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1. KOMO reports that "dozens" of people protested today outside King County Sheriff John Urquhart's office over the eviction of disabled Vietnam vet Byron Barton (whose disability is not related to his war service) from his house in West Seattle, which, according to Urquhart, was "dangerously unsanitary."

Barton and his wife Jean had inherited the house and owned it outright, but took out around $650,000 in home equity loans against the property. Housing activists have taken up the Bartons' situation as a cause celebre in their battle against big banks that were bailed out by the U.S. government during the foreclosure crisis. 

The Bartons are less than ideal poster children for the movement against predatory big banks that took advantage of homeowners with unfair mortgage terms during the foreclosure crisis. According to the sheriff's department, the couple stopped making any payments on their loans (loans that were, again, taken out against the value of a house they had inherited, and on which they owed no money) back in 2011

2. Wallingford's Matt Lerner, who created the WalkScore ranking that tells you how walkable your neighborhood is, will be co-chairing the Seattle Design Festival this year, the Seattle Times' Nicole Brodeur reports.

 

Although Brodeur gets a couple of things wrong (backyard cottages are not "illegal now"—in fact, they're legal citywide, just hard to build) and pits drivers, in typical Times fashion, against cyclists ("while we're sitting [in traffic] and steaming," they—those weirdo cyclists—are "smiling"), it's still cool to see a columnist at the conservative daily give the mike to someone who wants to make it safer and easier for people who don't choose to drive to get around town.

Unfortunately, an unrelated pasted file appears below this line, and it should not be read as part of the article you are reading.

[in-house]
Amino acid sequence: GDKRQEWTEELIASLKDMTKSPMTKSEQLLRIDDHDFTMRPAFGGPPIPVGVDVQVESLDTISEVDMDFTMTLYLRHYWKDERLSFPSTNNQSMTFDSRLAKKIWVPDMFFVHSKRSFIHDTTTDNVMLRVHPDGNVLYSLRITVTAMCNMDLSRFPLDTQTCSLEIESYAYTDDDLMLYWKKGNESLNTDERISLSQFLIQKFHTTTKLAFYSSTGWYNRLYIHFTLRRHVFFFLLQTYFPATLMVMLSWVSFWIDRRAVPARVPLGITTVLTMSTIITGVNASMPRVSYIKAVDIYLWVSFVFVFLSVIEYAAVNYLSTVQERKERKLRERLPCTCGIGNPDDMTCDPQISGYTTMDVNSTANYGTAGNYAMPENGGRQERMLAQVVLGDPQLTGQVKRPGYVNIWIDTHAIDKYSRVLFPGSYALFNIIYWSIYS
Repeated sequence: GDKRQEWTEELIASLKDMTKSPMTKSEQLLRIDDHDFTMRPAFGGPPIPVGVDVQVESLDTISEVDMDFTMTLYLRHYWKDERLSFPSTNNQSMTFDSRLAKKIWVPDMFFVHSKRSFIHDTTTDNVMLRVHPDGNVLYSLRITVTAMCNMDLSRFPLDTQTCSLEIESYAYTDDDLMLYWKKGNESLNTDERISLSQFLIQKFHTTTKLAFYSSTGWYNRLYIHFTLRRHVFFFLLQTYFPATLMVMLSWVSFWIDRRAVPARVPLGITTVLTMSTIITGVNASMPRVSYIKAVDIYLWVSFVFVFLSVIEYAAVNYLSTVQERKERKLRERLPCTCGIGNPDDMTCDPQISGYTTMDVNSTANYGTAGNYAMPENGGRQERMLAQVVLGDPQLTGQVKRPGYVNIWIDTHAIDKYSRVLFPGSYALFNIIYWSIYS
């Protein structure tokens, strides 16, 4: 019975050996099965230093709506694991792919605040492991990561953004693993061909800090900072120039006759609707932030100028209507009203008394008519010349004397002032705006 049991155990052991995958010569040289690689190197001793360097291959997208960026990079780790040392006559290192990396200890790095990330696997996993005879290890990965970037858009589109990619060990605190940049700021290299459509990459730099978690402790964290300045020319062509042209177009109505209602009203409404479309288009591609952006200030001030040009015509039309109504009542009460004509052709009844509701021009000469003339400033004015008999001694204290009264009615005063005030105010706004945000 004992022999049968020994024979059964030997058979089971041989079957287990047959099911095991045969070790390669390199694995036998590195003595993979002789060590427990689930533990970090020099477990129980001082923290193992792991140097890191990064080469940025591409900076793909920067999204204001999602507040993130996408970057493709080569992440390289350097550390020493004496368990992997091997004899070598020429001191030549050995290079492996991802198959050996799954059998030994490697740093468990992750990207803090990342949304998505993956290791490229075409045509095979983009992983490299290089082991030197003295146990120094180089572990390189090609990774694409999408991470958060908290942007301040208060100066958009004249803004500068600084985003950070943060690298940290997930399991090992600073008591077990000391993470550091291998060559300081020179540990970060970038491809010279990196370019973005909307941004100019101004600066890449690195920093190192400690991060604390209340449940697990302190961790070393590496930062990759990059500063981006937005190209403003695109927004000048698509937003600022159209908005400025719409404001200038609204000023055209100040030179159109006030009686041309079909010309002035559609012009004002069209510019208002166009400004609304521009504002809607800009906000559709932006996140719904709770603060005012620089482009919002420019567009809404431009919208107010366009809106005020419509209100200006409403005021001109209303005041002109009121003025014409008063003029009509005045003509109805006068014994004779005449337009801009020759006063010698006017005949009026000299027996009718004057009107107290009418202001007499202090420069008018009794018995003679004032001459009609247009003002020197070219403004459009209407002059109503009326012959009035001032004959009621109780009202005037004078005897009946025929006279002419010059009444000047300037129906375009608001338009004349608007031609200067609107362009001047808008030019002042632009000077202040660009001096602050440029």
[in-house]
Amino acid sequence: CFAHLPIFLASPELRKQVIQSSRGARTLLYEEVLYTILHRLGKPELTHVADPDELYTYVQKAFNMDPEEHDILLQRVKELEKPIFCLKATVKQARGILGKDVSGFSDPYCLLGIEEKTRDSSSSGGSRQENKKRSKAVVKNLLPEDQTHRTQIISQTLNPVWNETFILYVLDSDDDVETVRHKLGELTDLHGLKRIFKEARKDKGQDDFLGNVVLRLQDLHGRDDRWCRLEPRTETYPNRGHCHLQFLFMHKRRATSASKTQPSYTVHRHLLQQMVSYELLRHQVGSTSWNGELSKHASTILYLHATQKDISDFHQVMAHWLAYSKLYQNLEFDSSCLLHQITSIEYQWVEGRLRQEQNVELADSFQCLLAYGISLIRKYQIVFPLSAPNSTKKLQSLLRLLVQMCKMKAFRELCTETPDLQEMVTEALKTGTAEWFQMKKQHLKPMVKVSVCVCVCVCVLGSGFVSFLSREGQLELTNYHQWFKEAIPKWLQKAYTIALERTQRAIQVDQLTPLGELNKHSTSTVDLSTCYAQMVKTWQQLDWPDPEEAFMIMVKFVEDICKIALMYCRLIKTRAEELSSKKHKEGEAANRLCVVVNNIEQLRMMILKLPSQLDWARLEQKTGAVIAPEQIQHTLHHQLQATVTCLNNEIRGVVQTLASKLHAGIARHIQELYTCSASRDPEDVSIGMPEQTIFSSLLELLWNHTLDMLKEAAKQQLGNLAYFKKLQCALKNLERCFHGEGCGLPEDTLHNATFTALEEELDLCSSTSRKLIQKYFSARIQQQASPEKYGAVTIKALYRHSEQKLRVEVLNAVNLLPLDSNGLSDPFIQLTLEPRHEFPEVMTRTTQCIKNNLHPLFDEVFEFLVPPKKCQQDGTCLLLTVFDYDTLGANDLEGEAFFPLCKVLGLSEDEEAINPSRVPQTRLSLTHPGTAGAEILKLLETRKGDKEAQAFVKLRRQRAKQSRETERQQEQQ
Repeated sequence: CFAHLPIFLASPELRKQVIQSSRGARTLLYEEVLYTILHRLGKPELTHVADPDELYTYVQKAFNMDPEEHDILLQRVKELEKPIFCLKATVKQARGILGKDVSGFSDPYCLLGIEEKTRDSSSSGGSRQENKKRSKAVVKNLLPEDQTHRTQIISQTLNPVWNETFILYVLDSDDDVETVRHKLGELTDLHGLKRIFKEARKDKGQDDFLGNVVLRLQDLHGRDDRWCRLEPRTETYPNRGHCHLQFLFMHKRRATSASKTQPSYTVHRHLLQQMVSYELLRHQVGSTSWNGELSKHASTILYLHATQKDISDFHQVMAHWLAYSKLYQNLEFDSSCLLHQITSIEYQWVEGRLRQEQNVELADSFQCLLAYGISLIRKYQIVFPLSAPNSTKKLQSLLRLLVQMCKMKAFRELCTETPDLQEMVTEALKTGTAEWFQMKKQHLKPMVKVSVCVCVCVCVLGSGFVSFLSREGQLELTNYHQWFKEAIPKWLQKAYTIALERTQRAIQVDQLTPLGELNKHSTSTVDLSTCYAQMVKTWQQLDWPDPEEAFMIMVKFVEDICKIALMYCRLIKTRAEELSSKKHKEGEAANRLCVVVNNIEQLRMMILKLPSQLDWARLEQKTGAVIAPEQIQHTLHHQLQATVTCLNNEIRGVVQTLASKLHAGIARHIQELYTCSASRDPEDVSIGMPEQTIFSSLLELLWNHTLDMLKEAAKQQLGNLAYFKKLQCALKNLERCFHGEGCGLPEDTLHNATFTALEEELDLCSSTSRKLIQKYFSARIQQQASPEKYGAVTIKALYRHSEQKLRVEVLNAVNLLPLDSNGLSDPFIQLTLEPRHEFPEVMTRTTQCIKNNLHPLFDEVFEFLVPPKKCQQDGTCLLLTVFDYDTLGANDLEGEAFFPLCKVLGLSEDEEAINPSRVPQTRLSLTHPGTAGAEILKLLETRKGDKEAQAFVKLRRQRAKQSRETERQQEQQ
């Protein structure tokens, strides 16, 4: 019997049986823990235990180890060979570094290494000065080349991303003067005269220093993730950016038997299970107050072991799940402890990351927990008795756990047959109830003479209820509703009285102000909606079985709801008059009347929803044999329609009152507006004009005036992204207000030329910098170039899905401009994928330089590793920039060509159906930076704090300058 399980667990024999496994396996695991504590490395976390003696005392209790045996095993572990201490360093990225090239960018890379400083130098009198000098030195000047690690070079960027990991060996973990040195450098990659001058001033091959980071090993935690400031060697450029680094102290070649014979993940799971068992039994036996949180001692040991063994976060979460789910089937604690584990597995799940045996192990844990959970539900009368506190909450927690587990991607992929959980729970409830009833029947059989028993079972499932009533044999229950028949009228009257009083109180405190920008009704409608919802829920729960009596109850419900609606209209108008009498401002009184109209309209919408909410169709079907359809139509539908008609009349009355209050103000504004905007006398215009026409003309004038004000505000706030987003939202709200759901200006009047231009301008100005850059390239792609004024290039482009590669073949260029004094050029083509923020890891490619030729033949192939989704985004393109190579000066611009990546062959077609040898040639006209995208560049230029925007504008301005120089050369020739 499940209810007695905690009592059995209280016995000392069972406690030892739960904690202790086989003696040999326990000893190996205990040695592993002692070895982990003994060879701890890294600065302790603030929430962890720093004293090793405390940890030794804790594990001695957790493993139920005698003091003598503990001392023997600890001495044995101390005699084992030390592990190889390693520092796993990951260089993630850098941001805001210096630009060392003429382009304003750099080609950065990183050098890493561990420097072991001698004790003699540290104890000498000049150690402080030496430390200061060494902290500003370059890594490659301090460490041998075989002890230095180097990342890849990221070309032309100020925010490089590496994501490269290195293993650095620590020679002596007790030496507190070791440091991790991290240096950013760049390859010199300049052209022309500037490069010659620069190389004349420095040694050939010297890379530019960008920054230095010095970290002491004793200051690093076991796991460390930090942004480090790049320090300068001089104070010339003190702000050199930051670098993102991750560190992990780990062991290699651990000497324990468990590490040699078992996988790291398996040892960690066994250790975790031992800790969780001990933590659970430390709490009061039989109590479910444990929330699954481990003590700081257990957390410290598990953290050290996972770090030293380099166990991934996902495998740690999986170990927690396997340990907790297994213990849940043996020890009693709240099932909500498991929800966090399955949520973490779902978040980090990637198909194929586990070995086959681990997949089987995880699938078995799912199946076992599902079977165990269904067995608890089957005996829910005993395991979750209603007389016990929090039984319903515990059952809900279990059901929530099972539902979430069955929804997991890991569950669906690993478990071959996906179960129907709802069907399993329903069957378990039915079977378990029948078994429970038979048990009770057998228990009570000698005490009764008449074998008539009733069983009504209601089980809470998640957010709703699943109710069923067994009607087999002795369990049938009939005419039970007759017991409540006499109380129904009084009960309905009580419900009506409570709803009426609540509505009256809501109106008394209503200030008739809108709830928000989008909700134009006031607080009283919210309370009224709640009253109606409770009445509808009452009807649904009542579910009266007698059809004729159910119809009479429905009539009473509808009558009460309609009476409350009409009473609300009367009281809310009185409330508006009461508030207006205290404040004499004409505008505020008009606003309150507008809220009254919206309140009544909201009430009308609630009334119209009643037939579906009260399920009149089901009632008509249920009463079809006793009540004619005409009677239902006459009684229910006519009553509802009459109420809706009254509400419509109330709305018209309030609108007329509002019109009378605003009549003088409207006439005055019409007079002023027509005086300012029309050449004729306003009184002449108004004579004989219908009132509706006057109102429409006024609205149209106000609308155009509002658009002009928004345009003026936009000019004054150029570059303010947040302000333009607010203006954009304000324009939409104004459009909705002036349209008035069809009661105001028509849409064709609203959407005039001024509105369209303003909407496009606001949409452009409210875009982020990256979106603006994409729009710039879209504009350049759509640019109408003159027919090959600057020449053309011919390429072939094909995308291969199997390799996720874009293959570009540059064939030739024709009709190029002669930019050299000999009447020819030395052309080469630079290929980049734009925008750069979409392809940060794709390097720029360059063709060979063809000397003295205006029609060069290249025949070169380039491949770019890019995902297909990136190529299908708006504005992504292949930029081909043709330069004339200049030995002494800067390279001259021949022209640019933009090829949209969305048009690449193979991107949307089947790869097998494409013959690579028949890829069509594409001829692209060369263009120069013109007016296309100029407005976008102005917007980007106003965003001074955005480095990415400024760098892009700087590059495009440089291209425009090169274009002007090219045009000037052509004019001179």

To me, that looks like progress.

3. The PI.com reports that former interim Seattle Police Department chief Jim Pugel, who retired from the force after Mayor Ed Murray demoted him from his position back in January (appointing Harry Bailey as interim chief until finally selecting Kathleen O'Toole as permanent chief in May), will be the new deputy to King County Sheriff John Urquhart. Pugel stepped down in March after 32 years on the Seattle force. 

4. Capitol Hill Seattle reports that the owner of The Sterling, a two-story, single-family-style apartment building on Capitol Hill that CHS calls an "anti-aPodment," is seeking landmark status for the building. The structure, which was built in the 1950s, was designed to offer its tenants privacy and "secluded courts" for tenants at a time when most new apartments did not offer those amenities.

So far, CHS reports, it doesn't look like the landowner plans to tear down the building and redevelop it (often, landmark requests can be a pretense for proving a property isn't a landmark and tearing it down), and the building "could be the kind of property to make the landmarks board" agree to designate it as a landmark. 

5. Finally, the NYT has a primer on what's going on in Ferguson, MO, from the autopsy report showing where unarmed teenager Michael Brown was shot six times, to a map of the area showing where various events took place, to racial stats about Ferguson (which—spoiler—has a police force that's almost exclusively white while its population is about two-thirds black. 

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